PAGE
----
But notwithstanding all this, when the Lord did again unexpectedly appear, as divine love and light in my heart and mind, and new matter presented in my understanding, I found that state so comfortable and pleasing, that I thought nothing could be added to my enjoyment by uttering it in words while in that condition; and so let the proper time of moving therewith slip over. And the duty being anew neglected, I again fell short of a settlement in the divine presence; and when that was withdrawn, condemnation only remained, as due to my fresh disobedience and neglect; and then I was surrounded again with black horror and despair, as if that had been the last call of the Lord, and latest offer of terms of divine peace and salvation; and my 60ul mourned again unspeakably. And then I understood the language of the Apostle Paul, when he said, " Wo is unto me if I preach not the Gospel."

And while I was in this condition, my beloved and much esteemed friend, the aforesaid Thomas Wilson, imparted to me his intention of visiting the churches in Ireland, desiring my company; but having so thick a cloud over my mind, and little love then appearing in me, either to him, or any other particular, or to mankind in general, I did not think myself worthy or in a condition for suoh an undertaking. And besides, I was at that time unprovided with money and other necessaries for the voyage, and for so long a journey; and the latter I made use of as an excuse for the former; and so declined it.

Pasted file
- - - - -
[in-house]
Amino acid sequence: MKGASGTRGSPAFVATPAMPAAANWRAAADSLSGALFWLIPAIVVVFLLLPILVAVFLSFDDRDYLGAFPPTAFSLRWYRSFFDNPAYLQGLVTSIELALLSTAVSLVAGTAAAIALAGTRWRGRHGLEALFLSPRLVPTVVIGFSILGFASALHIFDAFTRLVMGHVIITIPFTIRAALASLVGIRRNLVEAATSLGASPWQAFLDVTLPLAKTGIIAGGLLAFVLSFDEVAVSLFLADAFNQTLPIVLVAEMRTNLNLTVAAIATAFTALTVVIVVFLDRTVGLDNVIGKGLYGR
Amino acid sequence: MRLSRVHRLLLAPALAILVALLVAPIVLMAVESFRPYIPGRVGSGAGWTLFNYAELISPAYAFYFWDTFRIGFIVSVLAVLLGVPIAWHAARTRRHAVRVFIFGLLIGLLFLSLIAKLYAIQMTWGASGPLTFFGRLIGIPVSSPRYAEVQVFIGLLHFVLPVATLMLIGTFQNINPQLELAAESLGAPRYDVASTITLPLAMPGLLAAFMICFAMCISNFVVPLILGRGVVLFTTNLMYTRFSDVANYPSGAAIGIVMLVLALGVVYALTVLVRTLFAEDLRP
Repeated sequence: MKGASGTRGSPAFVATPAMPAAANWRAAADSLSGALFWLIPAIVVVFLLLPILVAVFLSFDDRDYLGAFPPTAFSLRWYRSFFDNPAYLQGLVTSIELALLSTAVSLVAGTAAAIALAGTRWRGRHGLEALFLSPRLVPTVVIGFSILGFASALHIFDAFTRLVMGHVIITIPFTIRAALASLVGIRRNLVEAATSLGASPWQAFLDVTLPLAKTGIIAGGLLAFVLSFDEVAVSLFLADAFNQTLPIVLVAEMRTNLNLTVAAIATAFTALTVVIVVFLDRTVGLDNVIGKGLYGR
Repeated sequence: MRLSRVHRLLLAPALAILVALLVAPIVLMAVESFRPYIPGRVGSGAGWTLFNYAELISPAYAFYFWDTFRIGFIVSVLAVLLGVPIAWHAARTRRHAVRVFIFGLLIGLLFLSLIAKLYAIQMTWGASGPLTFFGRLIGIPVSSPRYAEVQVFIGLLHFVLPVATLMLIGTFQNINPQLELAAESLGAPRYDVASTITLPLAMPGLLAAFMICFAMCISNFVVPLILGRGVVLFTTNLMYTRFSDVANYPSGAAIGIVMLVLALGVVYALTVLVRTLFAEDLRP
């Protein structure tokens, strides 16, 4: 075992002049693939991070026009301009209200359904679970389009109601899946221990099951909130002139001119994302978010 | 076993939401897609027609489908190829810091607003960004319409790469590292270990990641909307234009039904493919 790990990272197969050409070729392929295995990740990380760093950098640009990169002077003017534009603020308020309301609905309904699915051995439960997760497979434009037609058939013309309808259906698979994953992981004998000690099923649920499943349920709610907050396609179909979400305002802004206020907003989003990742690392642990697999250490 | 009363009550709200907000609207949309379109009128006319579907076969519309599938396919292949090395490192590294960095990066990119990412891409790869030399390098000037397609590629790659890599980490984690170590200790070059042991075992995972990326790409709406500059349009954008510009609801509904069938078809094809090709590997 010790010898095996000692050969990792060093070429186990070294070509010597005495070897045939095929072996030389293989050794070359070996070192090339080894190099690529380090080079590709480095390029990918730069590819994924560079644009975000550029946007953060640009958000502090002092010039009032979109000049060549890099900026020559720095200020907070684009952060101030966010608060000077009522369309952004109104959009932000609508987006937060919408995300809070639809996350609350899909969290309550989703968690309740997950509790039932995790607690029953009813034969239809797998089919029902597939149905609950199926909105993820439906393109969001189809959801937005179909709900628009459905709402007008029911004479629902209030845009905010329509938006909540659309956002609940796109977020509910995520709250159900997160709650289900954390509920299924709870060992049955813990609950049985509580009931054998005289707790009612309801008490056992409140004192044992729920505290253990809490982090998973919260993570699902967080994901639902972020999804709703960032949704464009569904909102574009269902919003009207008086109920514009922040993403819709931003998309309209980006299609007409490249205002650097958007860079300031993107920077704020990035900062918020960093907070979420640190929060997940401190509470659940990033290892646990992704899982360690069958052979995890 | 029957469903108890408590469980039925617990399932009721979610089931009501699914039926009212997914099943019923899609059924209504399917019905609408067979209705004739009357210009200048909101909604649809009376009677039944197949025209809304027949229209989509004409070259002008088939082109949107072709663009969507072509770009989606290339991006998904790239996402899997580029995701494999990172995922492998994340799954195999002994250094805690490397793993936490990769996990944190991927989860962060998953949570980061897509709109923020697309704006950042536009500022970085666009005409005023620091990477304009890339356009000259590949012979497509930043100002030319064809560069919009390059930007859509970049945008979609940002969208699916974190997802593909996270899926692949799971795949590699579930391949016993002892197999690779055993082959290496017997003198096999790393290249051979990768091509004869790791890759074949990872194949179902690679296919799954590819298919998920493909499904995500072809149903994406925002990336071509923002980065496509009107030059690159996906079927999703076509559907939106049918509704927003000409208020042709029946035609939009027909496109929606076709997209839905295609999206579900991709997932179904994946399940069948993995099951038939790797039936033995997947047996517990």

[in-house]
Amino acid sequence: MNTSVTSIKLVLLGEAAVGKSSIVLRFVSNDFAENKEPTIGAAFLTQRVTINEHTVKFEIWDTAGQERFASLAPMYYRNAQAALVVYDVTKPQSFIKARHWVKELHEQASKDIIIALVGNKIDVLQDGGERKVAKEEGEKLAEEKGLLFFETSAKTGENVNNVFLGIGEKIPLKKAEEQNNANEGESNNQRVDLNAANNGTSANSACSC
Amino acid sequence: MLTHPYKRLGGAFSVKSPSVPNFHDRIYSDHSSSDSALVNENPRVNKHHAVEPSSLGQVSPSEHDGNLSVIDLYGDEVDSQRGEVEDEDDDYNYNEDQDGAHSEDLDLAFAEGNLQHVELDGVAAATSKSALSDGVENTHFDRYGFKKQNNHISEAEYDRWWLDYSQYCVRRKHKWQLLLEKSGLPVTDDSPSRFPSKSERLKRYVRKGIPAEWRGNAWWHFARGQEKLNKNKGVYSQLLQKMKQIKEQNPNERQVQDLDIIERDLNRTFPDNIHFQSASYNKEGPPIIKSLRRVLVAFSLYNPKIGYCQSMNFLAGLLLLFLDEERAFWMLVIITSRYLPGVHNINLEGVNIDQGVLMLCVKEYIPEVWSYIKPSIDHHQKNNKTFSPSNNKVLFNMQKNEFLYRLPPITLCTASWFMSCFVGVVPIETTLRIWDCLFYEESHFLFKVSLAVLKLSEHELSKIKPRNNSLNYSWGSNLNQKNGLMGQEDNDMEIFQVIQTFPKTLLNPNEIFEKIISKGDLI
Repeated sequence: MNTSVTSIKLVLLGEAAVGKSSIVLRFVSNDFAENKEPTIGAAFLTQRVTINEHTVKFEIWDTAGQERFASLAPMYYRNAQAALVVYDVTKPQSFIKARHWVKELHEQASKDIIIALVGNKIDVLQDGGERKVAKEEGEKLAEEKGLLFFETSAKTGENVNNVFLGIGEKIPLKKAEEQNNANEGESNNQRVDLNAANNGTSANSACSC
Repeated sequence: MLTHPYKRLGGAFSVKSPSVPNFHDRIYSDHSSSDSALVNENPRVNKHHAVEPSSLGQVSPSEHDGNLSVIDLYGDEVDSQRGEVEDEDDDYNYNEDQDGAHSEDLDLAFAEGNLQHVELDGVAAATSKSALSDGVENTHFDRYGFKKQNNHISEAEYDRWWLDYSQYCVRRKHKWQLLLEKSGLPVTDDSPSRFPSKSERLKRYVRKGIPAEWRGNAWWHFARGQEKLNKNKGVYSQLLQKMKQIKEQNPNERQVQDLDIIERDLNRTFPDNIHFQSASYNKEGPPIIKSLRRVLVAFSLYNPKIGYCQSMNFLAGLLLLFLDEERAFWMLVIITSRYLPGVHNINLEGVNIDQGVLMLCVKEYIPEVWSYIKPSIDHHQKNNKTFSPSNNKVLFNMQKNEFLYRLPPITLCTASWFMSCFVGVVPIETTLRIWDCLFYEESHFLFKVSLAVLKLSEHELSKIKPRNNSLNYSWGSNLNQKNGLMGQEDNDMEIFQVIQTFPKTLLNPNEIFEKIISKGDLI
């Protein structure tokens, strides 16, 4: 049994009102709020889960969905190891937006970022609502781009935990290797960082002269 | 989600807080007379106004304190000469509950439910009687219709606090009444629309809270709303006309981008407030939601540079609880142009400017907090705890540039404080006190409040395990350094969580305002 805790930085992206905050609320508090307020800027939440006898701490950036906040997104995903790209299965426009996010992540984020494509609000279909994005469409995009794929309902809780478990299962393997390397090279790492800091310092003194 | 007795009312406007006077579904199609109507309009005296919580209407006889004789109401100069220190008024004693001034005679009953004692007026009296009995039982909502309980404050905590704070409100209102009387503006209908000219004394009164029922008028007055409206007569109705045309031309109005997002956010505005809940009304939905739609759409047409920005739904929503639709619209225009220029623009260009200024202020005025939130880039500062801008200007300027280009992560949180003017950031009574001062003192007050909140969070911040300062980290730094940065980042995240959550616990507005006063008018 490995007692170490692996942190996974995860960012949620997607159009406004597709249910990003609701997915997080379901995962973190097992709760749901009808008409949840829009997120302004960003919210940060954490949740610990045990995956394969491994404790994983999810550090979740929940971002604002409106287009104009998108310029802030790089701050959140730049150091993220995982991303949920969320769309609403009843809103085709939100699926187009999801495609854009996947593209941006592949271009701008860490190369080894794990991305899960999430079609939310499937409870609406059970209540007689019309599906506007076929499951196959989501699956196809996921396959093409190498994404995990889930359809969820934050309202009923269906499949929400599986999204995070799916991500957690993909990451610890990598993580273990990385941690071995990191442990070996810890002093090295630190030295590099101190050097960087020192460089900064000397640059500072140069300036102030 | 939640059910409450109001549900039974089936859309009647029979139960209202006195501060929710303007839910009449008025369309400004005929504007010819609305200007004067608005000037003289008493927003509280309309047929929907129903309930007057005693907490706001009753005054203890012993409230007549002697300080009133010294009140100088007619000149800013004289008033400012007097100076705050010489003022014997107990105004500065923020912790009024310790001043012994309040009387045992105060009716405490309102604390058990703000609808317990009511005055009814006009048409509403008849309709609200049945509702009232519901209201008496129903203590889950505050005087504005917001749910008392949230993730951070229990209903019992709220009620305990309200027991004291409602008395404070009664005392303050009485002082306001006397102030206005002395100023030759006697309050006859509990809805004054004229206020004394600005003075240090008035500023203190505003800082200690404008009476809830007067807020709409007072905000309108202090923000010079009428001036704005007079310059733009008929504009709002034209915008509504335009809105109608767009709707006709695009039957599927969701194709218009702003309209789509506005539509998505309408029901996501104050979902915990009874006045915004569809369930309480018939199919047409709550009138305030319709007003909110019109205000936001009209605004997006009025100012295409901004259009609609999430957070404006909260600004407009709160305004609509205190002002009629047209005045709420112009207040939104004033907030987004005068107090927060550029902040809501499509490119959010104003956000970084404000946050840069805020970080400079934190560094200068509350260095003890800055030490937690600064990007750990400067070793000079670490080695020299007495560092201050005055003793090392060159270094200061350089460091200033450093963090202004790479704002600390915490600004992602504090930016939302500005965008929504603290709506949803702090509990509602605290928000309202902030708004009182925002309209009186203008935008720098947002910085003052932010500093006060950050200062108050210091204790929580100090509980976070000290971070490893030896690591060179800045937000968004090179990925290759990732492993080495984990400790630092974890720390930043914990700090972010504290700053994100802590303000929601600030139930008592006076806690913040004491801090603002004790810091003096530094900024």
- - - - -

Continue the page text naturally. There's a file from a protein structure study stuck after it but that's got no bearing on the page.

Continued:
But though this cloud remained over me for a time, laying me under a necessity to stand still,

to see what the Lord would please to do; yet his never failing goodness and mercy did not finally leave me, but remained as withdrawn behind the thick vail, hid from me only for a season; for, in another meeting, in Kinklinton, in Cumberland, on a First day, some weeks after, the Lord returned in peace and reconciliation, and his divine countenance shined again upon me; whereby I was enabled to resolve, that if the Lord moved anything then, as in times past, I would obey.

Soon after that resolution was firmly settled in my mind, sprang therein these words, It is a good day unto all those who obey the voice of the Lord; and as they settled in my mind, with the presence of the Lord remaining, I stood up and uttered them in his fear, with a voice just so audible as that the meeting generally heard. And no sooner were the words uttered, than my soul was increased in joy unspeakable, which was followed with an efflux of a flood of tears from that root; and the meeting in general was immediately affected the same way, as a seal of the work of the Lord thus brought forth in me ; and all were silent under the canopy of the divine presence for some time. At length John Bowstead (before mentioned), having had a particular concern to come to that meeting, (about eight miles from his house at Eglinby,) stood up in testimony to the truth of what I had uttered, making it the substance of what he said, to general edification; and, as a father, taking the weak by the hand, and helping forward in that exercise, in which I had been long waited for, and expected by Friends in general in those parts. And the Lord favored us with the enjoyment of his divine presence that day.